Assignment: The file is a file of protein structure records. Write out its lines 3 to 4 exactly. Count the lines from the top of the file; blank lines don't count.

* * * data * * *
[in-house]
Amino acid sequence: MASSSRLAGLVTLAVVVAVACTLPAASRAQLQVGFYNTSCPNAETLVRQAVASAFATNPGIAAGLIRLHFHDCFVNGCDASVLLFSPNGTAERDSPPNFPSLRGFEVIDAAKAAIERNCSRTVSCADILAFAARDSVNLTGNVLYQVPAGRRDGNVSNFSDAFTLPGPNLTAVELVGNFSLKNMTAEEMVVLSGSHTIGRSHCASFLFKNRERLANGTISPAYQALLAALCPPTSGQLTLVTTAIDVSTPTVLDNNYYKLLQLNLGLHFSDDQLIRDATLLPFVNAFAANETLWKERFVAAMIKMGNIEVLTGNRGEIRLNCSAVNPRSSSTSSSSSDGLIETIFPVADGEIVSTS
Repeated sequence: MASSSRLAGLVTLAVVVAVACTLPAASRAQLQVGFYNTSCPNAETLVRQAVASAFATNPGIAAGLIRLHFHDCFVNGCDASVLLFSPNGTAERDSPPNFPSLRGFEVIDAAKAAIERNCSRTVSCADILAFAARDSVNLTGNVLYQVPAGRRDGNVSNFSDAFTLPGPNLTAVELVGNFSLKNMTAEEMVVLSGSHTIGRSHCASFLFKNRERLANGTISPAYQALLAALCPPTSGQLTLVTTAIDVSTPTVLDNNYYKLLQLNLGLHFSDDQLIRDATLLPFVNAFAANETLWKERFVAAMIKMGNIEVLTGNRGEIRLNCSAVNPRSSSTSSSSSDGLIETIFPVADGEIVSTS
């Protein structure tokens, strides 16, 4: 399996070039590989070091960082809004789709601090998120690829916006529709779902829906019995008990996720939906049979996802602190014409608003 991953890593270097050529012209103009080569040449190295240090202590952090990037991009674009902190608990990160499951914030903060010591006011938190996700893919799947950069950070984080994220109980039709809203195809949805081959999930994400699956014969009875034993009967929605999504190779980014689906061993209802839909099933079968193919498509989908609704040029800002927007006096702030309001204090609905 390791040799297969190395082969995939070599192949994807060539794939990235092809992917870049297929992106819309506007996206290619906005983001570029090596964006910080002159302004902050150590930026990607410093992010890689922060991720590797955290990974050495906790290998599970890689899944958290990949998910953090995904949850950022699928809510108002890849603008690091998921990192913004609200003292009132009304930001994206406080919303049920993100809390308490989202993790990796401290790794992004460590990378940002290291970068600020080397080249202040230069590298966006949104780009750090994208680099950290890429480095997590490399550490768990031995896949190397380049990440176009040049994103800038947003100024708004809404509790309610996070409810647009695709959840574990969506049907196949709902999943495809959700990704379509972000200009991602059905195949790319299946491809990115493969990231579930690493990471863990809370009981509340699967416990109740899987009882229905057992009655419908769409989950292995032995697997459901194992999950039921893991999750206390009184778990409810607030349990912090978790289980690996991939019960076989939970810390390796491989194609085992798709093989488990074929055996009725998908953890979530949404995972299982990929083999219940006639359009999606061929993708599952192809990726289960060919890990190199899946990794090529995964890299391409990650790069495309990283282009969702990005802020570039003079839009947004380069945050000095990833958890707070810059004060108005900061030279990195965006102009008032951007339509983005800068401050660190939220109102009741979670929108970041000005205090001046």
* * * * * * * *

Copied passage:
Repeated sequence: MASSSRLAGLVTLAVVVAVACTLPAASRAQLQVGFYNTSCPNAETLVRQAVASAFATNPGIAAGLIRLHFHDCFVNGCDASVLLFSPNGTAERDSPPNFPSLRGFEVIDAAKAAIERNCSRTVSCADILAFAARDSVNLTGNVLYQVPAGRRDGNVSNFSDAFTLPGPNLTAVELVGNFSLKNMTAEEMVVLSGSHTIGRSHCASFLFKNRERLANGTISPAYQALLAALCPPTSGQLTLVTTAIDVSTPTVLDNNYYKLLQLNLGLHFSDDQLIRDATLLPFVNAFAANETLWKERFVAAMIKMGNIEVLTGNRGEIRLNCSAVNPRSSSTSSSSSDGLIETIFPVADGEIVSTS
């Protein structure tokens, strides 16, 4: 399996070039590989070091960082809004789709601090998120690829916006529709779902829906019995008990996720939906049979996802602190014409608003 991953890593270097050529012209103009080569040449190295240090202590952090990037991009674009902190608990990160499951914030903060010591006011938190996700893919799947950069950070984080994220109980039709809203195809949805081959999930994400699956014969009875034993009967929605999504190779980014689906061993209802839909099933079968193919498509989908609704040029800002927007006096702030309001204090609905 390791040799297969190395082969995939070599192949994807060539794939990235092809992917870049297929992106819309506007996206290619906005983001570029090596964006910080002159302004902050150590930026990607410093992010890689922060991720590797955290990974050495906790290998599970890689899944958290990949998910953090995904949850950022699928809510108002890849603008690091998921990192913004609200003292009132009304930001994206406080919303049920993100809390308490989202993790990796401290790794992004460590990378940002290291970068600020080397080249202040230069590298966006949104780009750090994208680099950290890429480095997590490399550490768990031995896949190397380049990440176009040049994103800038947003100024708004809404509790309610996070409810647009695709959840574990969506049907196949709902999943495809959700990704379509972000200009991602059905195949790319299946491809990115493969990231579930690493990471863990809370009981509340699967416990109740899987009882229905057992009655419908769409989950292995032995697997459901194992999950039921893991999750206390009184778990409810607030349990912090978790289980690996991939019960076989939970810390390796491989194609085992798709093989488990074929055996009725998908953890979530949404995972299982990929083999219940006639359009999606061929993708599952192809990726289960060919890990190199899946990794090529995964890299391409990650790069495309990283282009969702990005802020570039003079839009947004380069945050000095990833958890707070810059004060108005900061030279990195965006102009008032951007339509983005800068401050660190939220109102009741979670929108970041000005205090001046």